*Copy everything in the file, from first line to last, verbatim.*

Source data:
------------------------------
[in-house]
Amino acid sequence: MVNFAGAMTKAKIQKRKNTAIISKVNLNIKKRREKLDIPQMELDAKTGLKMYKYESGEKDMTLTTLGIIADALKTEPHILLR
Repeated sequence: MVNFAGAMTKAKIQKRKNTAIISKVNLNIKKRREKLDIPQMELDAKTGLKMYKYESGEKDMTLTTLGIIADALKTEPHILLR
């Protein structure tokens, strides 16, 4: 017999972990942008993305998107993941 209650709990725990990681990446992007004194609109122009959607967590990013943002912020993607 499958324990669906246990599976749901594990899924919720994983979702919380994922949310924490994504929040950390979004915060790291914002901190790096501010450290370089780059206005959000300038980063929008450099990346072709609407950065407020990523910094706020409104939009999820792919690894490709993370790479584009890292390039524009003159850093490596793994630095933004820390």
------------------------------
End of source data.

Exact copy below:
[in-house]
Amino acid sequence: MVNFAGAMTKAKIQKRKNTAIISKVNLNIKKRREKLDIPQMELDAKTGLKMYKYESGEKDMTLTTLGIIADALKTEPHILLR
Repeated sequence: MVNFAGAMTKAKIQKRKNTAIISKVNLNIKKRREKLDIPQMELDAKTGLKMYKYESGEKDMTLTTLGIIADALKTEPHILLR
């Protein structure tokens, strides 16, 4: 017999972990942008993305998107993941 209650709990725990990681990446992007004194609109122009959607967590990013943002912020993607 499958324990669906246990599976749901594990899924919720994983979702919380994922949310924490994504929040950390979004915060790291914002901190790096501010450290370089780059206005959000300038980063929008450099990346072709609407950065407020990523910094706020409104939009999820792919690894490709993370790479584009890292390039524009003159850093490596793994630095933004820390």